Just after reading I considered this book one of three must-read non-fiction books for any professional. After a while my emotions have settled down a little bit, but still I would consider this book really outstanding. All of us dream about becoming a billionaire and is impressed by stories of rises and falls in the business world. This book gives a quite detailed and - I hope - close to real insight into a few spectacular successes (and failures) in making money "out of nothing". Even if it is not a guide how to get rich soon, it can help adjust a strategy of any amateur or professional investor.

    Personally, I'm bewildered by the amount of details given and carefulness to point out to sources. In this respect it is like a scientific monograph, but don't be afraid - the language is far from scientific jargon and unreadability. And here we come to the only problem with this book. I know it is said in US that every formula decreases the number of readers by half. But for me this would be much better to put a formula instead of a paragraph or two of text in few important places accross the book. ...more info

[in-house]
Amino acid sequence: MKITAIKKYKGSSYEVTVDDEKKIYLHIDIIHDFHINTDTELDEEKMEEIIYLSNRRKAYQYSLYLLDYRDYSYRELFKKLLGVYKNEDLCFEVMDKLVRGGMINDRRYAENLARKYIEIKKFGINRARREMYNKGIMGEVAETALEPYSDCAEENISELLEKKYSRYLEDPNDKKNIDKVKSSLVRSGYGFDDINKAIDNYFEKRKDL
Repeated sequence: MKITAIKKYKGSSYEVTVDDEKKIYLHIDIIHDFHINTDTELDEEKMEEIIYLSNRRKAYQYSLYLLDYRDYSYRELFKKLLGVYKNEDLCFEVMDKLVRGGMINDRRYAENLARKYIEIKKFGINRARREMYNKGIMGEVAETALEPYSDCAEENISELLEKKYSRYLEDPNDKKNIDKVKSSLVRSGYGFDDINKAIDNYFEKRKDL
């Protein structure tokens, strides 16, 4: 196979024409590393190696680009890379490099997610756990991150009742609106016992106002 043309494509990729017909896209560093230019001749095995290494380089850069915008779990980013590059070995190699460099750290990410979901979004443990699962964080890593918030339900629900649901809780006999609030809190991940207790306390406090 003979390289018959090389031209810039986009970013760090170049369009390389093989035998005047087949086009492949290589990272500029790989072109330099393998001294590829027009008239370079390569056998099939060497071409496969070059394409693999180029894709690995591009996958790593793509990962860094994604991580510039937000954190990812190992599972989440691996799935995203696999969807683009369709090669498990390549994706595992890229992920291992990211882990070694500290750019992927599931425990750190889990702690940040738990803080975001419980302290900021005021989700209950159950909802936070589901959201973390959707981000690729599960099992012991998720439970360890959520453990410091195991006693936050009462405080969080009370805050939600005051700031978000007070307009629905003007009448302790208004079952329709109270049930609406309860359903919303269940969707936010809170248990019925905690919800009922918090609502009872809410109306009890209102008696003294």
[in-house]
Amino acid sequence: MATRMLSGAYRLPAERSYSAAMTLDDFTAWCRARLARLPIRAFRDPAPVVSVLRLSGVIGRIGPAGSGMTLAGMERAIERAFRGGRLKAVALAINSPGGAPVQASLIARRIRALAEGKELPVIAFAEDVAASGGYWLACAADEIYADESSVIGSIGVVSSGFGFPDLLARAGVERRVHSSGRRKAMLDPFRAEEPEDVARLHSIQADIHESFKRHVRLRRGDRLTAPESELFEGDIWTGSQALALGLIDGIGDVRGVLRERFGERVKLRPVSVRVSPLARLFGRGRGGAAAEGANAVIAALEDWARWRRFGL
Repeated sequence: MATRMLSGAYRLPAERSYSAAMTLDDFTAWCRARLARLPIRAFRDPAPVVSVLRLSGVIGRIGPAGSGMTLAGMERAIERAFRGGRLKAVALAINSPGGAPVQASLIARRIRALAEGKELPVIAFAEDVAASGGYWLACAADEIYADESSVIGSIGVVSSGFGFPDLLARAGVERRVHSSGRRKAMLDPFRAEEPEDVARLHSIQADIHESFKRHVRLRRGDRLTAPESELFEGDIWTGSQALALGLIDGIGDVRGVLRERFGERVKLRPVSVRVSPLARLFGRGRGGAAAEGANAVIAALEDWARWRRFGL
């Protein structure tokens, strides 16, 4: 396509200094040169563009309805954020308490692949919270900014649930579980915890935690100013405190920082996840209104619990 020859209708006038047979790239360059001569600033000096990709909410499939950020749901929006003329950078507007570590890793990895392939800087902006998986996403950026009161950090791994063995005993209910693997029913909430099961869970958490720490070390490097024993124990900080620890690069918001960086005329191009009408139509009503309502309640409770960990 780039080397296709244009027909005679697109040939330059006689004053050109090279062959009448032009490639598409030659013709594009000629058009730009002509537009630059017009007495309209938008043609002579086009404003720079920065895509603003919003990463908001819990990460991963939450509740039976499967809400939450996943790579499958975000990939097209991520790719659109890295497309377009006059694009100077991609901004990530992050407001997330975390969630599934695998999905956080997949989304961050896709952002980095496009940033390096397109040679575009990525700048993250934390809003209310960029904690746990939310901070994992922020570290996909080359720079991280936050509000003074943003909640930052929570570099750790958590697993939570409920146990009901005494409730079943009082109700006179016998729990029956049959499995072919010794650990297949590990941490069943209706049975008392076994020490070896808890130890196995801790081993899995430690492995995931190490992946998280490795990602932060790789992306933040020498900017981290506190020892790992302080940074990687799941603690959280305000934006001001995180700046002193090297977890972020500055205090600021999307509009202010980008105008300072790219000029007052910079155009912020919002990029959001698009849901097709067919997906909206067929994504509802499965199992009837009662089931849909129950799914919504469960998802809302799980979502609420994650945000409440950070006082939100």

• The only trouble with this book is it's not longer
    Poundstone has unearthed so many entertaining stories and dazzling insights, it begs for a sequel. This is the best account to date of the Kelly Criterion, a simple, powerful idea for understanding risk. As far as I know, this book the only account of Kelly himself. While Shannon and Thorp have been described elsewhere, their intersection with each other and Kelly is an amazing story. Toss in some fascinating and little-known history and some well-told anecdotes and this is a book it is a joy to learn from. A little math will enhance your understanding, but it is not required....more info